This past Saturday night I attended my first concert by the New Century Chamber Orchestra. This ensemble had been on my radar for awhile and when their opening concert with bassist Edgar Mayer showed up on Goldstar I decided to take the plunge and see what they were about. Two days later their publicist sent me an email asking if I would like to attend the show. Such timing! I accepted and asked the Femme Fatale if she would like to join me and there was an extra ticket available if it would help her smooth the path to her attending. She readily accepted and proceeded to work her intricate machinations which in the end failed but didn't prevent her from attending the performance.

The NCCO, led by music director Nadja Salerno-Sonnenberg, is a chamber orchestra and performs without the benefit of a conductor. This presents myriad challenges and my first thought after hearing them is that this is a very well-tuned, refined machine- a group of musicians who are able to pull off this challenge with apparent effortlessness. This isn't easy to do, and it's the one reason I never attend the annual Itzhak Perlman concerts at Davies with the SFS because I think he is terrible at trying to pull off this feat.

But I digress.

Saturday's season opener presented a varied program that evolved into a surprisingly coherent concert. The first piece was Rossini's Sonata in G Major, written by the composer at the ripe age of 12. Many of the "cognoscenti" of classical music and opera, both now and in Rossini's time, write Rossini off as a light-weight. Personally I think this is ridiculous. The composer of Turco, Barbiere, Italiana, Stabat Maater, Viaggio, Cenerentola and so many more certainly took the easy route many times, recycling this and that, but always recycling something of his own that was brilliant to start with. Nobody complains when Scorcese, Tarantino, Leonard Cohen or Phillip Glass does this, so why does the stigma attach itself to Rossini so easily?
In the hands of the NCCO, a pretty strong case was made for this work, with its flowing melody. Nothing profound, but a lovely to piece to stretch out for the opener. Nadja Salerno-Sonnenberg then introduced bassist Edgar Meyer with unconcealed delight. Meyer strode onstage looking a bit like a college professor in his baggy slacks, ill-fitting blue shirt with the sleeves rolled up and a yellow bow tie. He nodded to Anthony Manzo, the NCCO's bass player, and began to play Bach. I don't know enough Bach to know if this suite was written for the bass, but to me it sounded like one of the cello suites and if it wasn't there were certainly many parts of it that overlapped with those familiar works. Meyer leans into his instrument, leaning on it actually, and its interesting to watch how he physically melds his body to the instrument, as if he wants to feel everything its producing under his hands. The Femme Fatale described it as dancing in place with it I believe, and I think it's an apt description.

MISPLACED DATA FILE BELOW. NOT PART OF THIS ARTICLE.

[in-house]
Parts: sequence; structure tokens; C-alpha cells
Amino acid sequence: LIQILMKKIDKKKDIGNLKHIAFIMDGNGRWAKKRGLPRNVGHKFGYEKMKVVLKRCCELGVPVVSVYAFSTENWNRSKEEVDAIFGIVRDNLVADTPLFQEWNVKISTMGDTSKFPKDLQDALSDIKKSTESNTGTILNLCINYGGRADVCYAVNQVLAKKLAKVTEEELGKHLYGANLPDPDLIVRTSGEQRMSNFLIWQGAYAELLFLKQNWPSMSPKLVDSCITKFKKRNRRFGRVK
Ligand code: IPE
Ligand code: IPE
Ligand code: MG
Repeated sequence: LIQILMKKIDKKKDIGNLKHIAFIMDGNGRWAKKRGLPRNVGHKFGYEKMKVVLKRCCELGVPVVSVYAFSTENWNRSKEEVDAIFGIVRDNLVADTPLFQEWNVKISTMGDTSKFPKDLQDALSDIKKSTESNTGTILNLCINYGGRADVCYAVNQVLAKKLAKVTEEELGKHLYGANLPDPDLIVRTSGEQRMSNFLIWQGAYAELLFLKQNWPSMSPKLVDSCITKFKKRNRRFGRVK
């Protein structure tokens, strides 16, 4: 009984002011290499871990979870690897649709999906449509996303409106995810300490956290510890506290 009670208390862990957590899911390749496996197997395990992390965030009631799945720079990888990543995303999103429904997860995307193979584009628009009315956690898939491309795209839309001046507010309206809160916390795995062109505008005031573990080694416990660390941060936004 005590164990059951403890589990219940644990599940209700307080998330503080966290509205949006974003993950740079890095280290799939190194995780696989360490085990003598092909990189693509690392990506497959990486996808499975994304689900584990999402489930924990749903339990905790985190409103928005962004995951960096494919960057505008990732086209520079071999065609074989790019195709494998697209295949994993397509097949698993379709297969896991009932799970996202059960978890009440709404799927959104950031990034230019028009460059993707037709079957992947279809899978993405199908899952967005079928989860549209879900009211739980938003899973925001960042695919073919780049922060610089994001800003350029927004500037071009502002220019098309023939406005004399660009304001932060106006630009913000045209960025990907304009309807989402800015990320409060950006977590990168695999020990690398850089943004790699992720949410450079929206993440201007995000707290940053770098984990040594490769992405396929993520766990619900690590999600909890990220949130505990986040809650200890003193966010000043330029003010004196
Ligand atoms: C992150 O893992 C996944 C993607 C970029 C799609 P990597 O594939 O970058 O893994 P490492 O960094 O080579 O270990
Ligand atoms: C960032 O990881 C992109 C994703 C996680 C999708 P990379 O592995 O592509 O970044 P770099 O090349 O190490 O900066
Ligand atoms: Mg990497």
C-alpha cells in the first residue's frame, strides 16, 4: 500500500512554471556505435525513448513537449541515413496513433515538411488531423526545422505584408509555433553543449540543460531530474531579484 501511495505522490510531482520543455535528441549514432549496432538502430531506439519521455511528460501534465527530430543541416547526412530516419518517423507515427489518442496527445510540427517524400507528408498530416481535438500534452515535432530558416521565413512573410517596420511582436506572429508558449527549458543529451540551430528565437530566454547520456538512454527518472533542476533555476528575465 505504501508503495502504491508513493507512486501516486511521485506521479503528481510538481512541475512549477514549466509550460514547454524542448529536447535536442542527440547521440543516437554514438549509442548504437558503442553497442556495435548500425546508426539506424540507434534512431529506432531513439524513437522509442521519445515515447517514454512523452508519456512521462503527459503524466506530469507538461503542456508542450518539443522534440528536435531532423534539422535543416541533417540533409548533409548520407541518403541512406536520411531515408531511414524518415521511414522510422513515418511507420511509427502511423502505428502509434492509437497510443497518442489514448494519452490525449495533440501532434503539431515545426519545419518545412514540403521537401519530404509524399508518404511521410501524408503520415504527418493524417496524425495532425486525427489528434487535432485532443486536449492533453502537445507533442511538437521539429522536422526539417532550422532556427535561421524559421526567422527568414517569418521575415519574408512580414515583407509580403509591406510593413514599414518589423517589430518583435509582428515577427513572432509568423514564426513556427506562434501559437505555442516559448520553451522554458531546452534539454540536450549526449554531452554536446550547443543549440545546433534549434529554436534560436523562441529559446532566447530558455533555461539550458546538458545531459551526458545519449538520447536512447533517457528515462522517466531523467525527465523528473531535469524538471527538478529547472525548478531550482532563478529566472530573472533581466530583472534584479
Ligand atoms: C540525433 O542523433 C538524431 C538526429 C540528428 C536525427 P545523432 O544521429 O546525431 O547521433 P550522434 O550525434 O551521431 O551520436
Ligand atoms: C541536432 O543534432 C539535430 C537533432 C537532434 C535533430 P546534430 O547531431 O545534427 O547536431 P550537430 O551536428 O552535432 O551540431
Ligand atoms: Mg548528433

Meyer and the orchestra then performed Bottesini's Concerto for String Bass No. 2 in B minor. Like Meyer, Bottesini was regarded as one of the most talented bass players of his day. I found Meyer's playing to be completely absorbing and while the orchestra followed him well, but they never felt completely in sync, establishing the interplay which makes the concerto format work. Meyer played, they followed. Part of the problem may be the piece itself, which has plenty of highpoints for the soloist (I believe the cadenzas were Meyer's own) but apart from that, it isn't that memorable.

As an encore, Meyer returned to the stage without his bow and gave a free-form, funk-based jazz improvisation which demonstrated his formidable skills. It was a puzzling choice to me, because while it showed off a different side of his musicianship, considering the three pieces together blurred my vision of  who Meyer is as an artist rather than clarified it.

After the intermission the orchestra performed Shostakovich's Chamber Symphony in C minor (Op. 110a, arranged by Rudolf Barshai). This was thrilling. Based on the Eighth String Quartet, the piece is somber and moody until it bursts into wild, mad frenzy that had Salerno-Sonnenberg coming off of her seat to play fierce punctuations during the churning second movement which has scorching elements from the Eighth Symphony incorporated into it.

The final piece was Mahler's Adagietto from Symphony No. 5. This was beautifully played, with the orchestra completely in sync, and the interplay among them fascinating to watch, but even better to hear. The movement's romantic lyricism had with a great tenderness that actually benefited from being played by a smaller orchestra

The New Century Chamber Orchestra will have three more programs this season. The next one features works by composer Mark O'Connor and Bach:

Open rehearsal: Monday, November 15 at 10am, Herbst Theatre

Thursday, November 18 at 8pm, First Congregational Church
Friday, November 19 at 8pm, First United Methodist Church
Saturday, November 20 at 8pm, Herbst Theatre
Sunday, November 21 at 5pm, Osher Marin Jewish Community Center